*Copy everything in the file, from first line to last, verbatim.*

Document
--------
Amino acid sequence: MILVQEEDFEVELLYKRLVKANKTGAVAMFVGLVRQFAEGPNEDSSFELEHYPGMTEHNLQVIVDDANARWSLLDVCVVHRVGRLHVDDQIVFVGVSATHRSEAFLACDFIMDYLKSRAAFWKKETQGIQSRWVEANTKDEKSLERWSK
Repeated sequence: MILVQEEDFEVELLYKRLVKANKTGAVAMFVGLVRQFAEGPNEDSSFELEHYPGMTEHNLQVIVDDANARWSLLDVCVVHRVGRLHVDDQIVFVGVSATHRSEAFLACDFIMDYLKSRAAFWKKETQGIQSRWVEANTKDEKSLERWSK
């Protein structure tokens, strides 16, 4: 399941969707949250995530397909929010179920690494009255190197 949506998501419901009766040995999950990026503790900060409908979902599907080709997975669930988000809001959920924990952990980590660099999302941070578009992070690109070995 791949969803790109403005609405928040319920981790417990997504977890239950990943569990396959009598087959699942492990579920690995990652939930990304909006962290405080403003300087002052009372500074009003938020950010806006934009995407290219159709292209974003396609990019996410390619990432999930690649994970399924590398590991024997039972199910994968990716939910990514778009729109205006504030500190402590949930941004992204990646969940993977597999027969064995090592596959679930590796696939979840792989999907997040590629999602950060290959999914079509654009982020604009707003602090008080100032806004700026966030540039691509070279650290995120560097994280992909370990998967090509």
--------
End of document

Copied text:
Amino acid sequence: MILVQEEDFEVELLYKRLVKANKTGAVAMFVGLVRQFAEGPNEDSSFELEHYPGMTEHNLQVIVDDANARWSLLDVCVVHRVGRLHVDDQIVFVGVSATHRSEAFLACDFIMDYLKSRAAFWKKETQGIQSRWVEANTKDEKSLERWSK
Repeated sequence: MILVQEEDFEVELLYKRLVKANKTGAVAMFVGLVRQFAEGPNEDSSFELEHYPGMTEHNLQVIVDDANARWSLLDVCVVHRVGRLHVDDQIVFVGVSATHRSEAFLACDFIMDYLKSRAAFWKKETQGIQSRWVEANTKDEKSLERWSK
């Protein structure tokens, strides 16, 4: 399941969707949250995530397909929010179920690494009255190197 949506998501419901009766040995999950990026503790900060409908979902599907080709997975669930988000809001959920924990952990980590660099999302941070578009992070690109070995 791949969803790109403005609405928040319920981790417990997504977890239950990943569990396959009598087959699942492990579920690995990652939930990304909006962290405080403003300087002052009372500074009003938020950010806006934009995407290219159709292209974003396609990019996410390619990432999930690649994970399924590398590991024997039972199910994968990716939910990514778009729109205006504030500190402590949930941004992204990646969940993977597999027969064995090592596959679930590796696939979840792989999907997040590629999602950060290959999914079509654009982020604009707003602090008080100032806004700026966030540039691509070279650290995120560097994280992909370990998967090509």